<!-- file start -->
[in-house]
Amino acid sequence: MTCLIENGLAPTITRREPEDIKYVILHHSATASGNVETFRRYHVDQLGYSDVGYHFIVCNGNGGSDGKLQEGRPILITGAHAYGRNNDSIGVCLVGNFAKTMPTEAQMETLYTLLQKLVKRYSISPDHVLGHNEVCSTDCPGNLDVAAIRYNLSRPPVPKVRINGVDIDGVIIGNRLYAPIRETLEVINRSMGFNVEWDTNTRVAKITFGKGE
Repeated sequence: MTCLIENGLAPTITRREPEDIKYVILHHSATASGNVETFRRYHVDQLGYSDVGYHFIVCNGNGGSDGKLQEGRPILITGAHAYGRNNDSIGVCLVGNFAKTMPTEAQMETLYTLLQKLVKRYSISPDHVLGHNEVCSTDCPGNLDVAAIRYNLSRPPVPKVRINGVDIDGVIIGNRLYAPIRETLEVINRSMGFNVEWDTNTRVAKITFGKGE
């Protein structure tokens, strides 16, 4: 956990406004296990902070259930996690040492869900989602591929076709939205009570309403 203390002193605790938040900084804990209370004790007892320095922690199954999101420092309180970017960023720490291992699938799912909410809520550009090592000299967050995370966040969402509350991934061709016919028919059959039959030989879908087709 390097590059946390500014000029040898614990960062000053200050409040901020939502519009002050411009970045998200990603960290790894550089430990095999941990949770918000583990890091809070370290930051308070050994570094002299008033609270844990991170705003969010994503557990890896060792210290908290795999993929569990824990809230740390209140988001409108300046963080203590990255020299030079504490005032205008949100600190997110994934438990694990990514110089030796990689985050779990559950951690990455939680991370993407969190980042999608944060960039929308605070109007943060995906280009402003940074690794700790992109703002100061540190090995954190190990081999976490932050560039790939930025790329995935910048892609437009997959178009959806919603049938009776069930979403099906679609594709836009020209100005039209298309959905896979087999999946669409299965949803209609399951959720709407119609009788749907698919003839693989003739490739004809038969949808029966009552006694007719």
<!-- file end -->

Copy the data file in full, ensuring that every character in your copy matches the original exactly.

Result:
[in-house]
Amino acid sequence: MTCLIENGLAPTITRREPEDIKYVILHHSATASGNVETFRRYHVDQLGYSDVGYHFIVCNGNGGSDGKLQEGRPILITGAHAYGRNNDSIGVCLVGNFAKTMPTEAQMETLYTLLQKLVKRYSISPDHVLGHNEVCSTDCPGNLDVAAIRYNLSRPPVPKVRINGVDIDGVIIGNRLYAPIRETLEVINRSMGFNVEWDTNTRVAKITFGKGE
Repeated sequence: MTCLIENGLAPTITRREPEDIKYVILHHSATASGNVETFRRYHVDQLGYSDVGYHFIVCNGNGGSDGKLQEGRPILITGAHAYGRNNDSIGVCLVGNFAKTMPTEAQMETLYTLLQKLVKRYSISPDHVLGHNEVCSTDCPGNLDVAAIRYNLSRPPVPKVRINGVDIDGVIIGNRLYAPIRETLEVINRSMGFNVEWDTNTRVAKITFGKGE
């Protein structure tokens, strides 16, 4: 956990406004296990902070259930996690040492869900989602591929076709939205009570309403 203390002193605790938040900084804990209370004790007892320095922690199954999101420092309180970017960023720490291992699938799912909410809520550009090592000299967050995370966040969402509350991934061709016919028919059959039959030989879908087709 390097590059946390500014000029040898614990960062000053200050409040901020939502519009002050411009970045998200990603960290790894550089430990095999941990949770918000583990890091809070370290930051308070050994570094002299008033609270844990991170705003969010994503557990890896060792210290908290795999993929569990824990809230740390209140988001409108300046963080203590990255020299030079504490005032205008949100600190997110994934438990694990990514110089030796990689985050779990559950951690990455939680991370993407969190980042999608944060960039929308605070109007943060995906280009402003940074690794700790992109703002100061540190090995954190190990081999976490932050560039790939930025790329995935910048892609437009997959178009959806919603049938009776069930979403099906679609594709836009020209100005039209298309959905896979087999999946669409299965949803209609399951959720709407119609009788749907698919003839693989003739490739004809038969949808029966009552006694007719």